Shelter is a word dear to a cronish heart in these autumn days when cold winds blow at twilight, and one senses that Lady Winter is peering over the hill. Daylight arrives later and later at this time of the year, and one can become insular, retreating to books, tea and a chair by the hearth, pulling draperies closed and trying to tune out the world beyond the windows. I find myself turning inward and dwelling on the tiny flame at the heart of things that promises warmth, sunlight and longer days somewhere up the trail, if one can only hang on. These are only October's middling pages, so there is a long long way to go.
The etymology of shelter is obscure, but the word has been with us since the late sixteenth century, finding its origins perhaps in the much earlier Old English scieldtruma: scield meaning shield + truma meaning a unit of fighting men or warriors. Synonyms include: aerie, anchorage, apartment, asylum, cave, cove, cover, covert, crib, defense, den, digs, dwelling, guard, guardian, harbor, haven, hermitage, hide, hideaway, hideout, hole in the wall, home, house, housing, hut, lodge, lodging, nest, oasis, port, preserve, protector, quarters, rack, refuge, retirement, retreat, roof, roost, safety, sanctuary, screen, security, shack, shade, shadow, shed, shield, tent, tower, turf, umbrella.
By modern definition, a shelter is a structure of some sort, a cabin or a cave, an embracing tree or thicket, a harbor shielded by guardian hills and out of the sea wind. Notions of rest, hibernation and sanctuary are central to all such creations - the poet priest Gerard Manley Hopkins described the fundamentals of shelter perfectly in Heaven/Haven:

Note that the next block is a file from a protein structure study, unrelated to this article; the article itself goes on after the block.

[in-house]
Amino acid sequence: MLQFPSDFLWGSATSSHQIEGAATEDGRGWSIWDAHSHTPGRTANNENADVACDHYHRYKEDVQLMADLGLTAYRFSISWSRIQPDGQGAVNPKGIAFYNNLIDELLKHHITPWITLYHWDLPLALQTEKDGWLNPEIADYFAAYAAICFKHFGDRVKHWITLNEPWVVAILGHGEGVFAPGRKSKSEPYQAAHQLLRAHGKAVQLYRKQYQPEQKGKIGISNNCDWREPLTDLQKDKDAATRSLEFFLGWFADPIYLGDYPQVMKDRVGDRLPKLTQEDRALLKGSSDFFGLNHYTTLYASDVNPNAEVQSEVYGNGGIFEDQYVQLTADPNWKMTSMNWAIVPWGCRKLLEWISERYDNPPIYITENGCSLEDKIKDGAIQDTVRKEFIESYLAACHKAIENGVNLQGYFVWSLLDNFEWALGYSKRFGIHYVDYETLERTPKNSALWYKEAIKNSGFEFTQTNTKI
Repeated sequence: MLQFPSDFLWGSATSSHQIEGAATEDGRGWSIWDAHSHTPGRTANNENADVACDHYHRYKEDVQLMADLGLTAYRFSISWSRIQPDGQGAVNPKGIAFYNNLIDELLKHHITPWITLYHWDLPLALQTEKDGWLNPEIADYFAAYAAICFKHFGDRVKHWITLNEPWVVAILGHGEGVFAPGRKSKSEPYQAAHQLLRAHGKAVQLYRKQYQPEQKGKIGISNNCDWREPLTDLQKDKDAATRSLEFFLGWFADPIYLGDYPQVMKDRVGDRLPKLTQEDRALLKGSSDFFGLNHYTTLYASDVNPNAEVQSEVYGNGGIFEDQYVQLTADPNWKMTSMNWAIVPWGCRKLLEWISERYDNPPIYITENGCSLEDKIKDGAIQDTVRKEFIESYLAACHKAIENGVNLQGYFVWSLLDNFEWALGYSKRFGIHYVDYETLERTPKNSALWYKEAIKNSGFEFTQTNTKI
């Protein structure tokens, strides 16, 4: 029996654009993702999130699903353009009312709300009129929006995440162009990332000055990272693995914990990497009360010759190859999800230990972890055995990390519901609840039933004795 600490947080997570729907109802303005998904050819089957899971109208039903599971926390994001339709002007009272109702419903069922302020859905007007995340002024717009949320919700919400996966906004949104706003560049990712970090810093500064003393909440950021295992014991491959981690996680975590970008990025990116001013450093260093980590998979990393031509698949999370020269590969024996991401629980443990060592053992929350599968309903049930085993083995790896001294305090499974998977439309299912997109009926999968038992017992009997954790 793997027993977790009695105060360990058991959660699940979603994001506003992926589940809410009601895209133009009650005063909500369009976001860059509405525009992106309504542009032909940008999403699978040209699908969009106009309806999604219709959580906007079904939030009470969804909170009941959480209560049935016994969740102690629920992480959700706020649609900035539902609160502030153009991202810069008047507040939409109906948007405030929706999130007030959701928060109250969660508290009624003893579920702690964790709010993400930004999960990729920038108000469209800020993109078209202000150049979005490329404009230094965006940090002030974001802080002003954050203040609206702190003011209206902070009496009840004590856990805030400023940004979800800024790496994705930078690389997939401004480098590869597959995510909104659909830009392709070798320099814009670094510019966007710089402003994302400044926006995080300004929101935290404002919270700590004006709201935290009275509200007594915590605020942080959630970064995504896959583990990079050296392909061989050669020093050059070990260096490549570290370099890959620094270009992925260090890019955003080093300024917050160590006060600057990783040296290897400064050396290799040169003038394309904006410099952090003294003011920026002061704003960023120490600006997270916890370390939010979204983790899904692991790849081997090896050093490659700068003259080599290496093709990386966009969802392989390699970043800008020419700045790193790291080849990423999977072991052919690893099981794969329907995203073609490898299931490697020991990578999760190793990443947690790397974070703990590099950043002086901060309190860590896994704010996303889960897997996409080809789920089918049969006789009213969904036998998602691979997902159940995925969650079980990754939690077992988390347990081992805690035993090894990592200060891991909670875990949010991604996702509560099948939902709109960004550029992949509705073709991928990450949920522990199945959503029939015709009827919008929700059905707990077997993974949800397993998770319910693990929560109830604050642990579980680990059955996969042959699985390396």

I have desired to go
Where springs not fail,
To fields where flies no sharp and sided hail
And a few lilies blow.
And I have asked to be
Where no storms come,
Where the green swell is in the havens dumb,
And out of the swing of the sea.
All sentient creatures have their shelters and sanctuaries, and the trappings are highly personal, enfolding that which affords nurture and protection to a particular living thing. For deer and wild turkeys, it is the protection and nourishment afforded by woodland cedar groves in winter; for the great bears their snug leaf-lined caves; for rabbits, it is the overhanging branches of tall old spruces shielding them from icy temperatures and hungry predators. For me, it is (for the most part) my hearth, a mug of tea and a comfortable chair out of the elements.
For the residents of the Battle River Bison farm in the Lanark Highlands, shelter is a movable feast, and they create their own wherever they happen to be, bracing themselves, lowering their lavishly maned heads into rain or snow or wind and standing fast. When bison move together, they move with assurance, facing directly into the elements rather than turning away as domestic cattle do (wild and woolly Highland cattle being the exception perhaps).
After several seasons of watching the bison herd in all its bulk and splendor, I have developed a "thing" about the majestic creatures and spend hours peering into their paddock with a long long lens on the camera. I could learn a thing or three from them, and I shall be working on that this winter, hanging out by the fence and watching them just breathe in and out in the icy wind, facing into the elements myself and trying to stand firm and mindful as they do. There will (of course) be myriad layers of warm clothing involved in the process, a camera and a whole bag of lenses in the equation too.